Pope Francis expressed “his heartfelt sorrow and spiritual closeness” to all those hit by the powerful earthquake and many aftershocks in central Italy very early this morning. The quake left at least 120* people dead, including many children, obliterated mountain villages and caused the collapse of countless private homes and public buildings.
He offered his prayers at the beginning of his weekly public audience in St. Peter’s Square, Aug. 24. Putting aside his prepared text, he invited the thousands of Italians and pilgrims present to join him in praying the rosary for the many victims of that terrible earthquake.
The 6.0 magnitude earthquake struck three regions—Lazio, Marche and Umbria—at 3:38 a.m. this morning, killing many people—with the death toll still growing—and wiping out some mountain villages including Amatrice, Accumoli and Arquata del Tronto. These towns normally have very small populations, but because it is the holiday season many had returned home to spend time with friends and relatives.
Fortunately, no highly populated town or city was hit by this latest natural disaster.
The severe earthquake was felt in Rome, Naples, Florence, Bologna, Rimini, Assisi and locations in between these heavily populated zones. It was followed, over the next three hours, by lesser ones and 39 aftershocks that caused fear, spread panic and a sense of impotence. The rescue operation was launched with great rapidity and helped save many lives.
Francis began his weekly public audience in St. Peter’s Square by telling thousands of Italians and pilgrims of his “heartfelt sorrow and spiritual closeness” to all those affected by the earthquake and its aftershocks. He said he was deeply saddened upon learning several children were among the dead and hearing of the total destruction of the town of Amatrice.
He said he had prepared the catechesis for today’s audience “focusing on the closeness of Jesus” but decided to postpone delivering it “on hearing of the news of the earthquake that has struck central Italy, and which has devastated entire areas and left many wounded.”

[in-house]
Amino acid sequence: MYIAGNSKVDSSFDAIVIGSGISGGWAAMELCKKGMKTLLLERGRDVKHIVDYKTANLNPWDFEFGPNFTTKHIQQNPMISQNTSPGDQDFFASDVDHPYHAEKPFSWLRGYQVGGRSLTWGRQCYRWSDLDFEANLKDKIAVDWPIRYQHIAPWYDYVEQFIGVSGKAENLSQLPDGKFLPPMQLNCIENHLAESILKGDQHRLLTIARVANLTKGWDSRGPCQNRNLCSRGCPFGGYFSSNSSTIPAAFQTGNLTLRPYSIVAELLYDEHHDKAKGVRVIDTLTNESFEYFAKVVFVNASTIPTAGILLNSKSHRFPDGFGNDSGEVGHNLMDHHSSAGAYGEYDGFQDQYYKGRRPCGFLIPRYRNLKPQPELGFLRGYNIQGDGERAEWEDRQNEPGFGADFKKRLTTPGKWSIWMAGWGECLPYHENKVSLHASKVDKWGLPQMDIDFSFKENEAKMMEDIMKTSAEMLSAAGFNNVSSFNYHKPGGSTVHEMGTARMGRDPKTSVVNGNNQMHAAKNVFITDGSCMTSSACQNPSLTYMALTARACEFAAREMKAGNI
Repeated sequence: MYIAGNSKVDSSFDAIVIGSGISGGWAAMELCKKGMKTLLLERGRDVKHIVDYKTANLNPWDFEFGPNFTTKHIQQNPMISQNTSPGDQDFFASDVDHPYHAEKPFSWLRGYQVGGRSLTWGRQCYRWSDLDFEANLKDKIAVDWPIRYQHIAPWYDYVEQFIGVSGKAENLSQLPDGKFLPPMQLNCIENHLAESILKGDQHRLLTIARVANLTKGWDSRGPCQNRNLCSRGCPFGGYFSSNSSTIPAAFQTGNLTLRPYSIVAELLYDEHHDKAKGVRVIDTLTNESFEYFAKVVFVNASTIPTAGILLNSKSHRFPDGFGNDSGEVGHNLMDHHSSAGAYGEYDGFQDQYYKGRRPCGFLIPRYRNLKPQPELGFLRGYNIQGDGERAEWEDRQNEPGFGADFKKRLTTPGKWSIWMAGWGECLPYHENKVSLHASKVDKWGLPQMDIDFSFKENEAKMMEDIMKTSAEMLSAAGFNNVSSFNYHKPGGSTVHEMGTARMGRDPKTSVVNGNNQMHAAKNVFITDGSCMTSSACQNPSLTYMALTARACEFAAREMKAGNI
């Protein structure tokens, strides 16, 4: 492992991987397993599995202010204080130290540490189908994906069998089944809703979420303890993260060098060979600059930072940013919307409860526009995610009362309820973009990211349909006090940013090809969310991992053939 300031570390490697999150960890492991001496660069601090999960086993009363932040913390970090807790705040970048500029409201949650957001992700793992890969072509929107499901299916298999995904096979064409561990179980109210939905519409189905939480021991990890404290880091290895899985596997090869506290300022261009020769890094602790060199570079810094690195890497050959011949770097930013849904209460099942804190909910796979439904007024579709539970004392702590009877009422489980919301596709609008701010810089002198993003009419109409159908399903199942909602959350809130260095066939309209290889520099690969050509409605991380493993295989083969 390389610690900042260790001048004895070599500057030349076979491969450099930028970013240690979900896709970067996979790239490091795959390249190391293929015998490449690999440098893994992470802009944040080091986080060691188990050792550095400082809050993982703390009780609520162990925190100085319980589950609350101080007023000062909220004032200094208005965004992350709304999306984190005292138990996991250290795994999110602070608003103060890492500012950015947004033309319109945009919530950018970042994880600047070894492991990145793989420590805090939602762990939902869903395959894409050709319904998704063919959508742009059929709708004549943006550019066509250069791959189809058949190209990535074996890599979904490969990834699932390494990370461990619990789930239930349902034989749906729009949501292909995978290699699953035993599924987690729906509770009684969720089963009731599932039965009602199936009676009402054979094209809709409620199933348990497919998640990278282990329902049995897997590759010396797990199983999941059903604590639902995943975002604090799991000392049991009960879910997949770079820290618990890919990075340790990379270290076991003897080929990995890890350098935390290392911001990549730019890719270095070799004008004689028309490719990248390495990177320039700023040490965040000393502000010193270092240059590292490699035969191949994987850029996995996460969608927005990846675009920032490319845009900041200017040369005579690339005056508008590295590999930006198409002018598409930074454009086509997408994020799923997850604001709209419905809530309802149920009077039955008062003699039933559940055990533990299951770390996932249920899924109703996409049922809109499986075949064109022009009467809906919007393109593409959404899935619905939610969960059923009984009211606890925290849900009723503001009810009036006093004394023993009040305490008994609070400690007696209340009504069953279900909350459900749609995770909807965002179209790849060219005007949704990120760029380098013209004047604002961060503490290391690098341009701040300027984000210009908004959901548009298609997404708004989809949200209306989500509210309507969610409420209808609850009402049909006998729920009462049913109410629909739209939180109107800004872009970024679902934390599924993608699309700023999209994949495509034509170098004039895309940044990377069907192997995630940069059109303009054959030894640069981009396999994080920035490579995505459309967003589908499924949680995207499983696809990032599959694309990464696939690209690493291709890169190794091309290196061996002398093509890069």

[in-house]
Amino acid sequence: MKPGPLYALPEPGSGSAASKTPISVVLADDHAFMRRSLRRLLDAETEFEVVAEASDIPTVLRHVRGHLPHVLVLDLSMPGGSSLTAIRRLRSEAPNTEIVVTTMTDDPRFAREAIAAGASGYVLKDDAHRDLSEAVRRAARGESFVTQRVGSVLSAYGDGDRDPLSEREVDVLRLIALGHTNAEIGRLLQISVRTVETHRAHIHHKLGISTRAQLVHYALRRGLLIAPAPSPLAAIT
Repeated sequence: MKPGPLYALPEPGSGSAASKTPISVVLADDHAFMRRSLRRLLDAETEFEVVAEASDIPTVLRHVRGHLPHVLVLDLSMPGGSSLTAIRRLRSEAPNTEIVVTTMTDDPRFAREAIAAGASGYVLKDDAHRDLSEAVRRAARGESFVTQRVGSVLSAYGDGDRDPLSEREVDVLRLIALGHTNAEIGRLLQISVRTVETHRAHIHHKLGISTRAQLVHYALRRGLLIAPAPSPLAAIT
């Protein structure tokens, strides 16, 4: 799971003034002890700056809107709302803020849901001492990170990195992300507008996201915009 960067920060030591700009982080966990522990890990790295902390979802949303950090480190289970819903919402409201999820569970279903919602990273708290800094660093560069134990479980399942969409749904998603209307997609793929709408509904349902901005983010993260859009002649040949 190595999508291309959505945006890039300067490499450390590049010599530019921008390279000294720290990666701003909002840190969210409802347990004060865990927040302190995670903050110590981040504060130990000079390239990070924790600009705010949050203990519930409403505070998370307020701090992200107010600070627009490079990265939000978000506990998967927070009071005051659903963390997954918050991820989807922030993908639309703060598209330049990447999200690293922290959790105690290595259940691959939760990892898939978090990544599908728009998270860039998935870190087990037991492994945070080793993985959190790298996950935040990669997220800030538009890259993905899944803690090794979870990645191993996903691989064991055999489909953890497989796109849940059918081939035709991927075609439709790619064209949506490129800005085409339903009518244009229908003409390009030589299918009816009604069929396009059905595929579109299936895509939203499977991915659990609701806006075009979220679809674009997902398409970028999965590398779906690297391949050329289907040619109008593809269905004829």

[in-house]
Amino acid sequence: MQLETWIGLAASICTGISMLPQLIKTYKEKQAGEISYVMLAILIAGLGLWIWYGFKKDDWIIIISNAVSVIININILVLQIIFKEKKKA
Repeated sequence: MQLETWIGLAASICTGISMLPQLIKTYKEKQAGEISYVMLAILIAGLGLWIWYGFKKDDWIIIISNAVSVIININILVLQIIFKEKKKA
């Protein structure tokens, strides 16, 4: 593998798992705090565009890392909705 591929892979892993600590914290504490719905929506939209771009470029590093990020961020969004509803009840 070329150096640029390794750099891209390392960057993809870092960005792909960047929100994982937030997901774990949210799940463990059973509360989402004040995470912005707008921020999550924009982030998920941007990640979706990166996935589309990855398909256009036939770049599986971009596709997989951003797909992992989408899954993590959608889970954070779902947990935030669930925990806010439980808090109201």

“I also express my condolences to those who have lost loved ones, and my spiritual support to those who are anxious and afraid,” he added.
He revealed that he was “deeply saddened” at hearing the mayor of Amatrice “say that the town no longer exists, and learning that there are children among the dead.”
For this reason, he said, “I want to assure all the people of Accumuli, Amatrice, the Diocese of Rieti, Ascoli Piceno and all the people of Lazio, Umbria and Le Marche, of the prayers and close solidarity of the entire church, who in these moments extends her merciful love, as well as the concern of all of us here in the piazza.”
He thanked “all the volunteer and rescue personnel who are assisting these people.”
He was referring to the many rescue workers from near and far who had moved with great speed to assist the thousands of distressed people, some of whom had lost family members or still looking for them under the rubble of collapsed building, and a great many of whom no longer have a home.
He went onto ask everyone present in St. Peter’s Square and those following his audience by radio and television to join him “in praying to the Lord Jesus, who is always moved by compassion before the reality of human suffering, that he may console the broken hearted, and through the intercession of the Virgin Mary, bring them peace.”
He urged them together “with Jesus” to “let our hearts be moved with compassion” in the face of this latest natural disaster.
He concluded by inviting them “to pray with me a part of the holy Rosary, the sorrowful mysteries,” and led them in this Marian prayer.
Update: Aug. 24, 9:45 a.m.
The Vatican has announced that Pope Francis has sent a team of six members of the Vatican City State fire brigade to Amatrice “as a concrete sign of his closeness” to the people there. They will join the Italian civil protection rescue effort.
*Update: 2:25 p.m.
By the afternoon of Aug. 24, the death toll had risen from 38 to at least 120.
Pope Francis phoned the bishop of Rieti, Domenico Pompili, in whose diocese much of the destruction happened, and told him that he, too, felt the earthquake early this morning in his residence in the Vatican. He asked the bishop to assure the people there that he was spiritually close to them.